"The nation's air, land, and marine transportation systems are designed for accessibility and efficiency, two characteristics that make them highly vulnerable to terrorist attack. While hardening the transportation sector from terrorist attack is difficult, reasonable measures can be taken to deter terrorists. The focus of this issue brief is how best to construct and finance a system of deterrence, protection, and response that effectively reduces the possibility and consequences of another terrorist attack without unduly interfering with travel, commerce, and civil liberties. Aviation security has been a major focus of transportation security policy following the terrorist attacks of September 11, 2001. In the aftermath of these attacks, the 107th Congress moved quickly to pass the Aviation and Transportation Security Act (ATSA; P.L. 107-71) creating the Transportation Security Administration (TSA) and mandating a federalized workforce of security screeners to inspect airline passengers and their baggage. The act gave the TSA broad authority to assess vulnerabilities in aviation security and take steps to mitigate these risks. The TSA's progress on aviation security has been the subject of considerable congressional oversight over the past three years. It is expected that aviation security policy and programs will continue to be of considerable interest in the 109th Congress. The July 2005 bombing of trains in London and the bombings of commuter trains and subway trains in Madrid and Moscow in 2004 highlighted the vulnerability of passenger rail systems to terrorist attacks. The volume of ridership and number of access points make it impractical to subject all rail passengers to the type of screening airline passengers undergo. Nevertheless, there are prudent steps that can be taken to reduce the risks, and consequences, of an attack. These include vulnerability assessments; emergency planning; and emergency response training and drilling of transit personnel, ideally in coordination with police, fire, and emergency medical personnel, as well as purchase of communication and safety equipment. Additional options include increasing the number of transit security personnel, installing video surveillance equipment in vehicles and stations, and conducting random inspections of platforms and trains using bomb-sniffing dogs."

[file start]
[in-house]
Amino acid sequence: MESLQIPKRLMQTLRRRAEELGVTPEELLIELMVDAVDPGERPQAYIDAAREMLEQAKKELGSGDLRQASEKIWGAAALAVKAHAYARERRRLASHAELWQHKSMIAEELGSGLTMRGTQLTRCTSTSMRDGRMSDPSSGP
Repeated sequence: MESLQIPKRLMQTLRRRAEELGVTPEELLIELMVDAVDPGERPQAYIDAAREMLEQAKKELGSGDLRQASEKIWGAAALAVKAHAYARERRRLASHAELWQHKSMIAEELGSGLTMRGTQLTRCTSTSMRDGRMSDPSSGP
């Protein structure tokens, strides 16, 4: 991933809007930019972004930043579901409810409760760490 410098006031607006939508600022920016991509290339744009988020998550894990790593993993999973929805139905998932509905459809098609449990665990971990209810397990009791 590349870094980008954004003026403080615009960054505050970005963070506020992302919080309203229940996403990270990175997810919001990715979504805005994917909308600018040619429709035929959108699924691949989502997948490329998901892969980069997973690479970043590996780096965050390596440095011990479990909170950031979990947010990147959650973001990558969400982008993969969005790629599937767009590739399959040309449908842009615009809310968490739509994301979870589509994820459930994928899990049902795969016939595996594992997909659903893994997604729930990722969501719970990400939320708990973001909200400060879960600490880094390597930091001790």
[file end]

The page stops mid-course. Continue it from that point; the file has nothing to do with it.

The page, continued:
CRS Issue Brief for Congress, IB10135
U.S. Department of State: http://fpc.state.gov/